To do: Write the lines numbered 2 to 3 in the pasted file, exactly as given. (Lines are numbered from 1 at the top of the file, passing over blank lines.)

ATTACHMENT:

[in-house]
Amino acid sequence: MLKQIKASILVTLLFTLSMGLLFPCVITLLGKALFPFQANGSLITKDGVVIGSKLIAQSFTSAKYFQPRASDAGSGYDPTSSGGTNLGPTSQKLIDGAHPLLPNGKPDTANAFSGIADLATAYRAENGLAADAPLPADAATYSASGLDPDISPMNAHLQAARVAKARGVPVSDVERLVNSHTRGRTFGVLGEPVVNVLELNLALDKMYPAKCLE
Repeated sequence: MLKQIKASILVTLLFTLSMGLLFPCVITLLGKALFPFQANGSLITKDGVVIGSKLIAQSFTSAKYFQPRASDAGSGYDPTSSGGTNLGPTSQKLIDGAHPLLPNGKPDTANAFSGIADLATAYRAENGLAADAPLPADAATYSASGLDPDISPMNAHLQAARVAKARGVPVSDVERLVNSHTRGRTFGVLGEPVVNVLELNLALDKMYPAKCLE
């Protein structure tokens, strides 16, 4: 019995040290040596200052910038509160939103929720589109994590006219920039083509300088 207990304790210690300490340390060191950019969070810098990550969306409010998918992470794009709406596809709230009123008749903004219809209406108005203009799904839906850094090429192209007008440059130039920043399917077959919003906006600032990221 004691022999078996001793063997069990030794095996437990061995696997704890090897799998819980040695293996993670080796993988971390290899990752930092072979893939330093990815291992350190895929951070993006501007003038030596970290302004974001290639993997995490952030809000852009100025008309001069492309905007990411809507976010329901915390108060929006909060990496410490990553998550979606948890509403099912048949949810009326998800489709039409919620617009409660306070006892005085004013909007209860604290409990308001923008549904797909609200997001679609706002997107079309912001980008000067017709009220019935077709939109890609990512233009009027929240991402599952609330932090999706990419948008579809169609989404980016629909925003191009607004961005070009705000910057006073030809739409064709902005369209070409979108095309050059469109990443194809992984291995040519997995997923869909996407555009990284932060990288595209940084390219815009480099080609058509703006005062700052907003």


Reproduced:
Amino acid sequence: MLKQIKASILVTLLFTLSMGLLFPCVITLLGKALFPFQANGSLITKDGVVIGSKLIAQSFTSAKYFQPRASDAGSGYDPTSSGGTNLGPTSQKLIDGAHPLLPNGKPDTANAFSGIADLATAYRAENGLAADAPLPADAATYSASGLDPDISPMNAHLQAARVAKARGVPVSDVERLVNSHTRGRTFGVLGEPVVNVLELNLALDKMYPAKCLE
Repeated sequence: MLKQIKASILVTLLFTLSMGLLFPCVITLLGKALFPFQANGSLITKDGVVIGSKLIAQSFTSAKYFQPRASDAGSGYDPTSSGGTNLGPTSQKLIDGAHPLLPNGKPDTANAFSGIADLATAYRAENGLAADAPLPADAATYSASGLDPDISPMNAHLQAARVAKARGVPVSDVERLVNSHTRGRTFGVLGEPVVNVLELNLALDKMYPAKCLE